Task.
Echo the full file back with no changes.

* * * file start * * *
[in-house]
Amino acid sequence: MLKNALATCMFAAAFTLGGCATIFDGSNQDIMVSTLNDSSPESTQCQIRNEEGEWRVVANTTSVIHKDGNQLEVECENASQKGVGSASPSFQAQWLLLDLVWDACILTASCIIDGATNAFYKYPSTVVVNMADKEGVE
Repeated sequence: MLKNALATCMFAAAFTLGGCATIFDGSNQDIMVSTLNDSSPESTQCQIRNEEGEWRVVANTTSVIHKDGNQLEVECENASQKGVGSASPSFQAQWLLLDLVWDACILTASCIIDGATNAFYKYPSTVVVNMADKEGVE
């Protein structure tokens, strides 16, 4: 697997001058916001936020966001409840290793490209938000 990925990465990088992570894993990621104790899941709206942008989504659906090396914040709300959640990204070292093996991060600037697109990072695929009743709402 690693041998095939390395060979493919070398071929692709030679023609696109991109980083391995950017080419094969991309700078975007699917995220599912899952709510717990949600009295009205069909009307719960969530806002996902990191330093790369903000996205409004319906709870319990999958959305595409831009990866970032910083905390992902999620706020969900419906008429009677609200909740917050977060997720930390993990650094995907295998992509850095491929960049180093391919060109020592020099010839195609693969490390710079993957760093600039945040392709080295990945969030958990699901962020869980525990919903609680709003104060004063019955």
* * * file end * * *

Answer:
[in-house]
Amino acid sequence: MLKNALATCMFAAAFTLGGCATIFDGSNQDIMVSTLNDSSPESTQCQIRNEEGEWRVVANTTSVIHKDGNQLEVECENASQKGVGSASPSFQAQWLLLDLVWDACILTASCIIDGATNAFYKYPSTVVVNMADKEGVE
Repeated sequence: MLKNALATCMFAAAFTLGGCATIFDGSNQDIMVSTLNDSSPESTQCQIRNEEGEWRVVANTTSVIHKDGNQLEVECENASQKGVGSASPSFQAQWLLLDLVWDACILTASCIIDGATNAFYKYPSTVVVNMADKEGVE
């Protein structure tokens, strides 16, 4: 697997001058916001936020966001409840290793490209938000 990925990465990088992570894993990621104790899941709206942008989504659906090396914040709300959640990204070292093996991060600037697109990072695929009743709402 690693041998095939390395060979493919070398071929692709030679023609696109991109980083391995950017080419094969991309700078975007699917995220599912899952709510717990949600009295009205069909009307719960969530806002996902990191330093790369903000996205409004319906709870319990999958959305595409831009990866970032910083905390992902999620706020969900419906008429009677609200909740917050977060997720930390993990650094995907295998992509850095491929960049180093391919060109020592020099010839195609693969490390710079993957760093600039945040392709080295990945969030958990699901962020869980525990919903609680709003104060004063019955």